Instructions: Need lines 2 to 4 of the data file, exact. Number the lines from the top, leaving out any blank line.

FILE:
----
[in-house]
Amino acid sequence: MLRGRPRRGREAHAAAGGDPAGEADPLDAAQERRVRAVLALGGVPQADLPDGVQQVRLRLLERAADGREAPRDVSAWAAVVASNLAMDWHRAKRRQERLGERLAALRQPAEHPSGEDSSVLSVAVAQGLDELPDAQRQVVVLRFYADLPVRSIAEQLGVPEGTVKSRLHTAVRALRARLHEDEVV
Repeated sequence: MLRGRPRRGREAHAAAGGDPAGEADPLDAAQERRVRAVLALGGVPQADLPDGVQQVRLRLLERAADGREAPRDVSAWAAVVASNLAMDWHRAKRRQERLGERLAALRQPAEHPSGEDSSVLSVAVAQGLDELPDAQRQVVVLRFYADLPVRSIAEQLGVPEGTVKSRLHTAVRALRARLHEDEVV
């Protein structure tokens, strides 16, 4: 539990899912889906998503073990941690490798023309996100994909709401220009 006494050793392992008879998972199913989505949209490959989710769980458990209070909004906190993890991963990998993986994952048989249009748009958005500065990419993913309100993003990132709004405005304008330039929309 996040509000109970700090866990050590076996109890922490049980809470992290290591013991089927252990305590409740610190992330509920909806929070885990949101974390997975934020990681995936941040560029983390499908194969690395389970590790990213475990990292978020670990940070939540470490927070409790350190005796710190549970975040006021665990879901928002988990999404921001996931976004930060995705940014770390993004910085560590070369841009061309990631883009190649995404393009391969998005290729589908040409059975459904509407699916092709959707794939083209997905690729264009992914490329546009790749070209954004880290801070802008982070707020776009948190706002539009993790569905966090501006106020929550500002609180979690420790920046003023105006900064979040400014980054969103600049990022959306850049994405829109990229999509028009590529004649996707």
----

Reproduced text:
Amino acid sequence: MLRGRPRRGREAHAAAGGDPAGEADPLDAAQERRVRAVLALGGVPQADLPDGVQQVRLRLLERAADGREAPRDVSAWAAVVASNLAMDWHRAKRRQERLGERLAALRQPAEHPSGEDSSVLSVAVAQGLDELPDAQRQVVVLRFYADLPVRSIAEQLGVPEGTVKSRLHTAVRALRARLHEDEVV
Repeated sequence: MLRGRPRRGREAHAAAGGDPAGEADPLDAAQERRVRAVLALGGVPQADLPDGVQQVRLRLLERAADGREAPRDVSAWAAVVASNLAMDWHRAKRRQERLGERLAALRQPAEHPSGEDSSVLSVAVAQGLDELPDAQRQVVVLRFYADLPVRSIAEQLGVPEGTVKSRLHTAVRALRARLHEDEVV
């Protein structure tokens, strides 16, 4: 539990899912889906998503073990941690490798023309996100994909709401220009 006494050793392992008879998972199913989505949209490959989710769980458990209070909004906190993890991963990998993986994952048989249009748009958005500065990419993913309100993003990132709004405005304008330039929309 996040509000109970700090866990050590076996109890922490049980809470992290290591013991089927252990305590409740610190992330509920909806929070885990949101974390997975934020990681995936941040560029983390499908194969690395389970590790990213475990990292978020670990940070939540470490927070409790350190005796710190549970975040006021665990879901928002988990999404921001996931976004930060995705940014770390993004910085560590070369841009061309990631883009190649995404393009391969998005290729589908040409059975459904509407699916092709959707794939083209997905690729264009992914490329546009790749070209954004880290801070802008982070707020776009948190706002539009993790569905966090501006106020929550500002609180979690420790920046003023105006900064979040400014980054969103600049990022959306850049994405829109990229999509028009590529004649996707």